pastorjohnb

Thoughts and musings on faith and our mighty God!


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Merciful Forever

Reading: Luke 1: 46-55

Verses 48-49: “All generations will call me blessed, for the Mighty One has done great things for me”.

Mary’s song is so full of joy and faith. The opening line, “my soul glorifies the Lord”, sets the tone for the rest of the song. Mary is both elated and humbled that God has chosen her for this special task. As she sings “All generations will call me blessed, for the Mighty One has done great things for me” she shows that she understands the magnitude of what is happening. As the song unfolds she shares God’s character from the point of view that comes from the bottom looking up. Mary feels blessed to be a part of God’s family.

As Jesus’ life would unfold, and especially in its culmination, I wonder if Mary would continue to sing the same song. Would she still sing this song as a teenage Jesus claimed the temple as his true home and later as he said his real family were those who were a part of his ministry? Would the song’s words echo in her mind as she stood in the courtyard and then at the foot of the cross? I think Mary would still sing this song even then.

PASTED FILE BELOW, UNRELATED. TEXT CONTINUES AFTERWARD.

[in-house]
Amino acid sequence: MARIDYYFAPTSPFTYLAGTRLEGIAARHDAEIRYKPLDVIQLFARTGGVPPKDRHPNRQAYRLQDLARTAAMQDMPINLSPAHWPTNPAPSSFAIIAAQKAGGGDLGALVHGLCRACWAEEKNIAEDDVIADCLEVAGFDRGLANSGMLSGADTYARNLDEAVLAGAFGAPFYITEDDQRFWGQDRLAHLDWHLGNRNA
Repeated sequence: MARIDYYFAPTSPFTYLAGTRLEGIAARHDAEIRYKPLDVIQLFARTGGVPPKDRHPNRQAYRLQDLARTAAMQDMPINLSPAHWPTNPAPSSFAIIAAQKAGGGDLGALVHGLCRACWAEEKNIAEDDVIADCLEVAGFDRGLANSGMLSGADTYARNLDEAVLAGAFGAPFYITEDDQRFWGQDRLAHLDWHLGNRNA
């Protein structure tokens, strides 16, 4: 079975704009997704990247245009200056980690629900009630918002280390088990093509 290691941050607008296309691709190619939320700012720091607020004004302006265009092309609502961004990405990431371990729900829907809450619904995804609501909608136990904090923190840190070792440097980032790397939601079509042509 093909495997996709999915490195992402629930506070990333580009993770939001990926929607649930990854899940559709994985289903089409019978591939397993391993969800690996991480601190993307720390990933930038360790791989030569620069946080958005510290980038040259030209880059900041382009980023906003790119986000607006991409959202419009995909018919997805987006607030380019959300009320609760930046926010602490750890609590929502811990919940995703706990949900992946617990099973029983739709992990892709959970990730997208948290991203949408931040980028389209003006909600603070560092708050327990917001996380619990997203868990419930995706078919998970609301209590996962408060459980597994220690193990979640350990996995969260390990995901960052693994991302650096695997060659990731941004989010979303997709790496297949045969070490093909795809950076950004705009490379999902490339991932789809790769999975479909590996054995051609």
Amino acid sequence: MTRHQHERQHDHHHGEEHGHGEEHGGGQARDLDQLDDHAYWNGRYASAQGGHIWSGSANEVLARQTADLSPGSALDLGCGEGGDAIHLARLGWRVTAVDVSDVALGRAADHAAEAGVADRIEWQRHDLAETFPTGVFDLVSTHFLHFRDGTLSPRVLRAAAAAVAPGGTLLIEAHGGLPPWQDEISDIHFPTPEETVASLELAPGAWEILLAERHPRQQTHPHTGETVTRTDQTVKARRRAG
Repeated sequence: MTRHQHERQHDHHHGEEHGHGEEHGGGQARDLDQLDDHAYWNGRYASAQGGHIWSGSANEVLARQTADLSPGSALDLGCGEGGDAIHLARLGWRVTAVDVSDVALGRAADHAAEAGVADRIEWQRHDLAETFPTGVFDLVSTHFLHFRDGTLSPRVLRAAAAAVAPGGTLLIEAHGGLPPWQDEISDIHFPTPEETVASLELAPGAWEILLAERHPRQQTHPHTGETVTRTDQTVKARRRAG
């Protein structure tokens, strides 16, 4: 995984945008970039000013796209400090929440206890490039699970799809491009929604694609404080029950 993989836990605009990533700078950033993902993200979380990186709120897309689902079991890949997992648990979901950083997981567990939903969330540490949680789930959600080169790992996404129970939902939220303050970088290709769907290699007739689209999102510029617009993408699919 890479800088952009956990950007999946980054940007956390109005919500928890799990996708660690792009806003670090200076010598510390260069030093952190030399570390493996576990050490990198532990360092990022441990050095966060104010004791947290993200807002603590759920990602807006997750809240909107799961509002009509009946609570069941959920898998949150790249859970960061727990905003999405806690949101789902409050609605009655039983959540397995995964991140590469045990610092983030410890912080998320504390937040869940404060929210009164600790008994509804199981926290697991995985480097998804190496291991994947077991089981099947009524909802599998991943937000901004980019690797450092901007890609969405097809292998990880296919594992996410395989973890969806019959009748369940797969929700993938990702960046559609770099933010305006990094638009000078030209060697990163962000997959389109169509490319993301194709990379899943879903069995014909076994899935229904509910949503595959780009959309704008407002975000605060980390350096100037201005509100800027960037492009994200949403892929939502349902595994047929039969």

Mary’s words about God would be lived out by her son. Jesus would give mercy and offer mighty deeds as a witness to God’s love and power. Jesus would scatter the proud and lift up the humble. He would feed the hungry… Mary understood her role in all of this coming to be. She also would grow to understand who and what Jesus was. Mary would know that the cross was the only way that her son could be the Savior of the world. It is the way that Jesus would be “merciful to Abraham’s descendants forever”. As one of those descendants, I say thanks be to God his mercy.